Immediately after the Windows 11 unveiling, Microsoft released a special utility that checks the user’s computer for compliance with the system requirements of the new OS. On top of that, someone has posted instructions to fix one of the settings on your PC that may hinder the OS upgrade.
The utility is named Microsoft PC Health Check. Its purpose is to thoroughly analyze your PC or laptop’s hardware and report whether it’s possible to install the latest OS given the current configuration. Here’s what the requirements for Windows 11 look like (their minimum version). The list includes a supported processor from Intel, AMD, or Qualcomm (64-bit), at least 4 GB of RAM and 64 GB of disk space, a GPU that supports DirectX 12 and WDDM 2.x, and a UEFI motherboard with Secure Boot support.
In addition, to install the operating system, the TPM 2.0 encryption module is necessary. It can be implemented either as a microcircuit or through software emulation using the central processor. You can check its presence and version through the Run menu (Win+R) using the tpm.msc command. Interestingly, an article on the Microsoft website lists the TPM 1.2 hardware version as a sufficient condition for the installation of Windows 11. According to insider information, the reference to a newer chip is merely a marketing ploy to motivate buyers to upgrade their hardware.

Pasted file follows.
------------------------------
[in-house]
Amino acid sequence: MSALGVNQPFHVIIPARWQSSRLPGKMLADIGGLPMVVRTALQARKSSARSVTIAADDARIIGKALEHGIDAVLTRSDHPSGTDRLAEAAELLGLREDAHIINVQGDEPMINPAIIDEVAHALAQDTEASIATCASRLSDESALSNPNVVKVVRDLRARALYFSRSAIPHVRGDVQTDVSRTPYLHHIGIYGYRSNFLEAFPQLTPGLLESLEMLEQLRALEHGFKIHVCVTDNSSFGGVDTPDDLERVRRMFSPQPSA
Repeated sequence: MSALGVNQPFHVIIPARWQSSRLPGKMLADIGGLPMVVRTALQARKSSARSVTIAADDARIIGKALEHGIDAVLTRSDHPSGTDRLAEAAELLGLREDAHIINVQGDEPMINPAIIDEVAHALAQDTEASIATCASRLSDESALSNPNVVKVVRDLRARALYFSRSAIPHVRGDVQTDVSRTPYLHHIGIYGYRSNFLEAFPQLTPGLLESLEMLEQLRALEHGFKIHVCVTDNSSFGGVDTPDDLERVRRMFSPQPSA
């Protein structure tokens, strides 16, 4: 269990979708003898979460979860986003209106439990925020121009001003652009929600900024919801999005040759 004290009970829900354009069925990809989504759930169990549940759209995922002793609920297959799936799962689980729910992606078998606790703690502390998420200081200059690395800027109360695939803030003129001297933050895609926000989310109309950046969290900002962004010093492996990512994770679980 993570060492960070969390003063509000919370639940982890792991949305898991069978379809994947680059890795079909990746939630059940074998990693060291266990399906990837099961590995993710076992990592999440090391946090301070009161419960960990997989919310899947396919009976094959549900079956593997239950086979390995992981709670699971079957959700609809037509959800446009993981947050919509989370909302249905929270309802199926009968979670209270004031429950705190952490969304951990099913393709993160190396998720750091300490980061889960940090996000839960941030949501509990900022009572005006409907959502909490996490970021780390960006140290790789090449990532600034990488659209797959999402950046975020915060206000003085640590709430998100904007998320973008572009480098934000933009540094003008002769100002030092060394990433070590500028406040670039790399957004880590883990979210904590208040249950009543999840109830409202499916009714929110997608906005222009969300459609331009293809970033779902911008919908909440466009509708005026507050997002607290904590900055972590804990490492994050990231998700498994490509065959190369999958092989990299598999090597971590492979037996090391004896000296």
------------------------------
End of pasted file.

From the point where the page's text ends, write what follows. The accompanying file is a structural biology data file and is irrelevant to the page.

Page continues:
If there is no active module, try enabling it in the UEFI settings of the motherboard. This option may have different names depending on the brand and model: TPM Device, Trusted Platform Module, PTT, fTPM, or Security Chip. In any case, no one can say yet whether this requirement will remain by the time Windows 11 is released. Nor do experts know if it will be mandatory for all versions of the operating system.
Use this link to download the latest build of the PC Health Check utility. With its help, you can effortlessly scan your PC for any compatibility issues that might prevent you from installing and running Windows 11.